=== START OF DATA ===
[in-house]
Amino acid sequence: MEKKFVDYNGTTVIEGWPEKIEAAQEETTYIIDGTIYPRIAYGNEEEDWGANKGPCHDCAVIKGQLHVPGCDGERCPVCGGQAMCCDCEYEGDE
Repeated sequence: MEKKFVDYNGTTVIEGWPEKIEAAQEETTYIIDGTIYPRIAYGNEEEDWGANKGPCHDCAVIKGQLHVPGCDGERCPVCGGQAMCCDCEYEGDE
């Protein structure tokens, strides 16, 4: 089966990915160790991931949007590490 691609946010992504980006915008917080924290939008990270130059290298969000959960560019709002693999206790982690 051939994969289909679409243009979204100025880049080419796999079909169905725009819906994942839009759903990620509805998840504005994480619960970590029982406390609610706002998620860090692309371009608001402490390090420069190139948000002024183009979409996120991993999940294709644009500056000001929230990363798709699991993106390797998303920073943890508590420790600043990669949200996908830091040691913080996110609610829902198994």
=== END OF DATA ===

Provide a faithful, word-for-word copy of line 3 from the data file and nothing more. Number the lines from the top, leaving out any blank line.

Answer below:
Repeated sequence: MEKKFVDYNGTTVIEGWPEKIEAAQEETTYIIDGTIYPRIAYGNEEEDWGANKGPCHDCAVIKGQLHVPGCDGERCPVCGGQAMCCDCEYEGDE